When Miracles Happen | Where there is Life, There is Hope Grace Gawler

Where there is life there is hope! Now here is a change of pace for this blog – a feel good Mother’s Day story about a well loved little dog who survived the odds.

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The Moral of this Story – Never Give Up!

Now here is a change of pace for this blog – a feel good Mother’s Day story about a well loved little dog who survived the odds. Many years ago in veterinary practice I observed what I consider to be miracles in the way animals recovered from horrendous injuries. They appeared to cope in ways that I could not have imagined. I will never forget a German Shepherd pup whose leg had been badly mangled in a car accident. He needed an amputation but stood on our examination table wagging his tail. As long as we did not touch his leg – he kept on wagging his tail. Fortunately his outcome was good…the owner caring and the dog not at all self-conscious of being a 3 legged pup – meant that it was doggy-business as usual once the mangled leg was amputated! To this day I still wonder about the reasons behind animals remarkable pain management skills. Whether it is because animals don’t have to worry and stress about who is paying the rent on their kennel while they are ill…… or if they have enough money to buy their dog biscuits for the next week; or if they can plan their retirement; I am yet to discover  the reasons for their management and sometimes astounding healing abilities…

Lucy Jack Russell
Lucy alive and well after surgery for depressed skull fracture.

So – here is the miracle story of Lucy. My daughter graduated last year in veterinary science as a mature age student and is now well ensconced in practice in a N.S.W country town. A recent visit from me for the weekend unfortunately coincided with her busiest “on call” experience so far. It took me back to another life in the 1970’s when to have a life outside of our veterinary practice was challenging. The number of times that someone’s cow would be calving on the very night we had tickets to the opera or ballet was uncanny! Much to the chagrin of fellow theater-goers, we would often arrive during the second or third Act; the feint aroma of farmyard manure wafting from our clothing!

The Miracle of Lucy:  We were awoken in the early hours of Saturday morning to the distressed and yapping sound of a little dog. Called out late the previous evening, my daughter had brought home Lucy ; a Jack Russell terrier for what in in human terms would be be considered intensive care!  I found my daughter half asleep in the lounge room next to Lucy’s cage. The little dog was certainly worse for wear experiencing some impressive seizures despite being heavily medicated. As I had done in the old days of veterinary work; my daughter ministered to her little patient all night.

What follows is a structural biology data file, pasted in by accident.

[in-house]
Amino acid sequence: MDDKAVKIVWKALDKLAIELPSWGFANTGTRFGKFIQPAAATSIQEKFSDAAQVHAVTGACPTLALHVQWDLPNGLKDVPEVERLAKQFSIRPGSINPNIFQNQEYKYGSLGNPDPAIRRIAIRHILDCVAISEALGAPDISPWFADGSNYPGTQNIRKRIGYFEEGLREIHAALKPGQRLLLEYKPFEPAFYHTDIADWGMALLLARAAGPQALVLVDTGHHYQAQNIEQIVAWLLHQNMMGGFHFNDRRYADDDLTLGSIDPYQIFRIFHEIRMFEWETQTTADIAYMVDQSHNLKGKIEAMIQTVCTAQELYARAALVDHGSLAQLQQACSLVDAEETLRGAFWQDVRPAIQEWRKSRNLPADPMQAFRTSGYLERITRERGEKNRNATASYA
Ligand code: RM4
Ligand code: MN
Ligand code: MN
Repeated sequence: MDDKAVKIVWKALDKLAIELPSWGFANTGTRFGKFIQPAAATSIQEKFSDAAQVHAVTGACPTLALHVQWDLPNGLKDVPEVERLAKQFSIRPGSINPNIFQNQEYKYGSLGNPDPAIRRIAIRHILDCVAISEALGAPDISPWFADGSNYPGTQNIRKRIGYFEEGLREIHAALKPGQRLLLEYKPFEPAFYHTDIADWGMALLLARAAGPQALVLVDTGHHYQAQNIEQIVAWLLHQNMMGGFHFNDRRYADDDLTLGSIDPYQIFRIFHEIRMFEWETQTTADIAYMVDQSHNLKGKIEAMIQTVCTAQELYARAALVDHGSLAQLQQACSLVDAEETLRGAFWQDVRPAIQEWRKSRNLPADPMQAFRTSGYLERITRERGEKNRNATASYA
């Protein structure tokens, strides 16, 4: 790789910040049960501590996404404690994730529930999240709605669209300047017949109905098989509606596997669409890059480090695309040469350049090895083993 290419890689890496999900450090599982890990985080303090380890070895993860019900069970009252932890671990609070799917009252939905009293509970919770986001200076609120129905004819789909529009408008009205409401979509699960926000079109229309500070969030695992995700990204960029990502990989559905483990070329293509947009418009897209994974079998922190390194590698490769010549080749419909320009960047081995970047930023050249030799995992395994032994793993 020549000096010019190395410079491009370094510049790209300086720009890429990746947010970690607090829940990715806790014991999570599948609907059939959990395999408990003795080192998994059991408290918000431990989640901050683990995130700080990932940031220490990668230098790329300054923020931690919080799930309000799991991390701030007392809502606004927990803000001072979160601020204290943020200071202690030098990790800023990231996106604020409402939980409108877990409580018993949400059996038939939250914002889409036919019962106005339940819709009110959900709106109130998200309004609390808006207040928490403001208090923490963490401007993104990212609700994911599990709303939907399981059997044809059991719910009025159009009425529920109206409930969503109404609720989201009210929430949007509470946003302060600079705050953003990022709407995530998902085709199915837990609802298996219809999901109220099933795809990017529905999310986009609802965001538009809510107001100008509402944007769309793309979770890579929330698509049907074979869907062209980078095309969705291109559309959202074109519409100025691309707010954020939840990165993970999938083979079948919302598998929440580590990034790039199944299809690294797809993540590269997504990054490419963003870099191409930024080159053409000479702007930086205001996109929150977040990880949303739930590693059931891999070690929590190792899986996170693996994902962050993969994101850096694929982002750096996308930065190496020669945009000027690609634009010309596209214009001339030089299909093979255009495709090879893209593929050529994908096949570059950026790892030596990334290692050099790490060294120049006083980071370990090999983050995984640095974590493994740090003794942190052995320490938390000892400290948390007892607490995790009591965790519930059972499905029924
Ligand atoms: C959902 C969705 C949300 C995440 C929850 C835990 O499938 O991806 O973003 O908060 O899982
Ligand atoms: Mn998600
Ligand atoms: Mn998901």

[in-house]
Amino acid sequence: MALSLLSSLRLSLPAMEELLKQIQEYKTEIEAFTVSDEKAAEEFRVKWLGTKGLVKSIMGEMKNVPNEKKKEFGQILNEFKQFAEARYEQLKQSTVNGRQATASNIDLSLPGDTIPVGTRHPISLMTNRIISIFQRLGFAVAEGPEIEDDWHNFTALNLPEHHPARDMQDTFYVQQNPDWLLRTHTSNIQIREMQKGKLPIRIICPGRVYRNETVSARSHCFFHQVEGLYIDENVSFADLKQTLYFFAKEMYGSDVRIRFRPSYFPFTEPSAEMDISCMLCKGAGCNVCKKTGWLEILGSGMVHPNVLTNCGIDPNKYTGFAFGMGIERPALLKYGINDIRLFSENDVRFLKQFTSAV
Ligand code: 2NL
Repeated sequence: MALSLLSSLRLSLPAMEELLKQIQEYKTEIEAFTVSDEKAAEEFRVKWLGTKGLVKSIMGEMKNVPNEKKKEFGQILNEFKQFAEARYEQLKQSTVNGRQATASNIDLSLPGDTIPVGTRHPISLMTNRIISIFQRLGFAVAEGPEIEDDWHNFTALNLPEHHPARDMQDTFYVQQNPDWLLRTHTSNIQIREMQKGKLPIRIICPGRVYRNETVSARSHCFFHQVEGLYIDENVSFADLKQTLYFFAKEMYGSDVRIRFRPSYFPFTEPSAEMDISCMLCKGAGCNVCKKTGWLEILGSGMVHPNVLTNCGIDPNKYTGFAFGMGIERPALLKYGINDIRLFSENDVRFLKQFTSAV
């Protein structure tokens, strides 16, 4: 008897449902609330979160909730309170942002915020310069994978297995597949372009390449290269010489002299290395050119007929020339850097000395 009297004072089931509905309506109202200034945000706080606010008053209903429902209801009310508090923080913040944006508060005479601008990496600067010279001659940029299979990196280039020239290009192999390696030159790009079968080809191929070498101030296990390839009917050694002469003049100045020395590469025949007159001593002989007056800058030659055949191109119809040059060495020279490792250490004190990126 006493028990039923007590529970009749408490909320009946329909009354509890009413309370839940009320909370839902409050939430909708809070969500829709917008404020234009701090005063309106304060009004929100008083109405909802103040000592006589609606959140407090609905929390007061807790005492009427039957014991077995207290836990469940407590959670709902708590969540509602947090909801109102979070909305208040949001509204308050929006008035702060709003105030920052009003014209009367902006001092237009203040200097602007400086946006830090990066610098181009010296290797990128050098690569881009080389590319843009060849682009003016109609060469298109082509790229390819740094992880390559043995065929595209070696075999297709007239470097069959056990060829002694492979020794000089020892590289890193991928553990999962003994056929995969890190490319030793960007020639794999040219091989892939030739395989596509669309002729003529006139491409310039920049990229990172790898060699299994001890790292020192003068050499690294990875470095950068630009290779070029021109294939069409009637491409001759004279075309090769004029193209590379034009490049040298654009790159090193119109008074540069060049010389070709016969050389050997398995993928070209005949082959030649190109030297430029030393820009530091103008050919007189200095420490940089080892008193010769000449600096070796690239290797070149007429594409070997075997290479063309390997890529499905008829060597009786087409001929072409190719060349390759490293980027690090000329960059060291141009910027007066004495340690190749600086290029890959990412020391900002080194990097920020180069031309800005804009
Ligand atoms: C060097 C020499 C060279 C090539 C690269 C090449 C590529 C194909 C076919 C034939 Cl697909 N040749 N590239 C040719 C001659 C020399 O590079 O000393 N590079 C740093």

image1
Lucy – surgery to repair a depressed skull fracture.

As it turned out, Lucy had a nasty depressed fracture of her skull (see image left) after being chomped on the head by a kelpie with whom she cohabited. Throughout the weekend we all became involved in Lucy’s veterinary care, changing infusions and providing sedation and anti-seizure medication. Come Sunday evening – the owner called in at my daughter’s home to make a decision about Lucy. It was not looking good as she had continued to fit more regularly  and severely throughout the day. She was cold and barely breathing .

image3
Lucy – successful skull repair and a survivor!

But – it was then I witnessed a small miracle.  Lucy, virtually unconscious under heavy sedation when her owner arrived; wagged her tail just a little and then a lot!!

Not a seizure twitch – but a real tail wag!! We all stared in silent amazement! The more the owner stroked Lucy – the more her tail wagged.  Lucy’s owner sat with my daughter for about an hour cuddling her much loved and favorite Jack Russell terrier but although there was a tail wag – there was little if any hope that Lucy would survive – or so we all thought!

Lucy’s owner took her home heavily sedated; not expecting her to last the night – but in the morning. Lucy was still breathing and still fitting! Where there was life there was indeed hope!!

Going Home: Lucy's new bandage to protect her head
Going Home: Lucy’s new “hat” bandage to protect her head

A few days later Lucy was still alive and although still having seizures it was decided that it might be worthwhile trying to surgically repair Lucy’s skull as the owner was still keen to save Lucy…she never gave up.

Amazingly, the surgery was successful and within a few days, Lucy was eating, drinking, looking around, wagging her tail, walking like a drunk…a few days later (left) she is racing down the Clinic corridor after a ball and….. business as usual!

Lucy is testimony to where there is life there is hope!

Happy Mother’s day to all the Mums!

until next time…

Grace

Too Good to be True? Meditation’s role in cancer recovery…Grace Gawler comments

Grace Gawler is a prominent advocate for helping guide patients through the cancer maze by assisting them to create a health restoration plan that teaches patients how to access the best of conventional medicine while using complementary medicine as an adjuct to their compassionate care.

Meditation or I prefer to use the name relaxation can be a useful adjunct to a health restoration plan; however many patients expect more from meditation or relaxation than it can deliver.  The Grace Gawler Institute assists cancer patients to discover and take advantage of authentic cancer therapies i.e. the best of conventional medicine whilst using proven complementary medicine. Relaxation methods are a helpful aaddition to a patient’s recovery program. Please pass on this blog’s URL address on so that we can spread the word about helping cancer patients.